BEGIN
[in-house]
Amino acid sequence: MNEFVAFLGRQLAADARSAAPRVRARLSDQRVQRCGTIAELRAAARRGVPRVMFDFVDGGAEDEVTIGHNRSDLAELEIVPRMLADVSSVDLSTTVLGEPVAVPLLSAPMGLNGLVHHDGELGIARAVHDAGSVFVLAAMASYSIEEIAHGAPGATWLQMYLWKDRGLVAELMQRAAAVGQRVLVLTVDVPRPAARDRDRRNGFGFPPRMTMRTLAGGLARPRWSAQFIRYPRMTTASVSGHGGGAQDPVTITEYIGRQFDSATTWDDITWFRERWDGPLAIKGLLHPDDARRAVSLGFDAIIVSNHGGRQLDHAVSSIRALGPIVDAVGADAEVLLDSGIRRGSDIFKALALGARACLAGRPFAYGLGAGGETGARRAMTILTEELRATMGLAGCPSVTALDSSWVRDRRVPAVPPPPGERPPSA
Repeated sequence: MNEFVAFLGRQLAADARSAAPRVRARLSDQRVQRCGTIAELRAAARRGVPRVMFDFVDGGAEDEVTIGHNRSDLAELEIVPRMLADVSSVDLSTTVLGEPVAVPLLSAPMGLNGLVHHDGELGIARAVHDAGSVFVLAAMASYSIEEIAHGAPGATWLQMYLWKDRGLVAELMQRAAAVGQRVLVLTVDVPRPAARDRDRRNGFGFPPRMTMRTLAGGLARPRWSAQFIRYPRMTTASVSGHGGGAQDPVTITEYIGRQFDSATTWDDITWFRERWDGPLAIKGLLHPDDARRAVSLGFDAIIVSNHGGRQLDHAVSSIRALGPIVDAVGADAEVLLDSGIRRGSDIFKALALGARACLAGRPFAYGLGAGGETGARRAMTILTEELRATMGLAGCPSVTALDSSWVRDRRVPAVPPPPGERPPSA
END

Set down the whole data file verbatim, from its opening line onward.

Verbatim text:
[in-house]
Amino acid sequence: MNEFVAFLGRQLAADARSAAPRVRARLSDQRVQRCGTIAELRAAARRGVPRVMFDFVDGGAEDEVTIGHNRSDLAELEIVPRMLADVSSVDLSTTVLGEPVAVPLLSAPMGLNGLVHHDGELGIARAVHDAGSVFVLAAMASYSIEEIAHGAPGATWLQMYLWKDRGLVAELMQRAAAVGQRVLVLTVDVPRPAARDRDRRNGFGFPPRMTMRTLAGGLARPRWSAQFIRYPRMTTASVSGHGGGAQDPVTITEYIGRQFDSATTWDDITWFRERWDGPLAIKGLLHPDDARRAVSLGFDAIIVSNHGGRQLDHAVSSIRALGPIVDAVGADAEVLLDSGIRRGSDIFKALALGARACLAGRPFAYGLGAGGETGARRAMTILTEELRATMGLAGCPSVTALDSSWVRDRRVPAVPPPPGERPPSA
Repeated sequence: MNEFVAFLGRQLAADARSAAPRVRARLSDQRVQRCGTIAELRAAARRGVPRVMFDFVDGGAEDEVTIGHNRSDLAELEIVPRMLADVSSVDLSTTVLGEPVAVPLLSAPMGLNGLVHHDGELGIARAVHDAGSVFVLAAMASYSIEEIAHGAPGATWLQMYLWKDRGLVAELMQRAAAVGQRVLVLTVDVPRPAARDRDRRNGFGFPPRMTMRTLAGGLARPRWSAQFIRYPRMTTASVSGHGGGAQDPVTITEYIGRQFDSATTWDDITWFRERWDGPLAIKGLLHPDDARRAVSLGFDAIIVSNHGGRQLDHAVSSIRALGPIVDAVGADAEVLLDSGIRRGSDIFKALALGARACLAGRPFAYGLGAGGETGARRAMTILTEELRATMGLAGCPSVTALDSSWVRDRRVPAVPPPPGERPPSA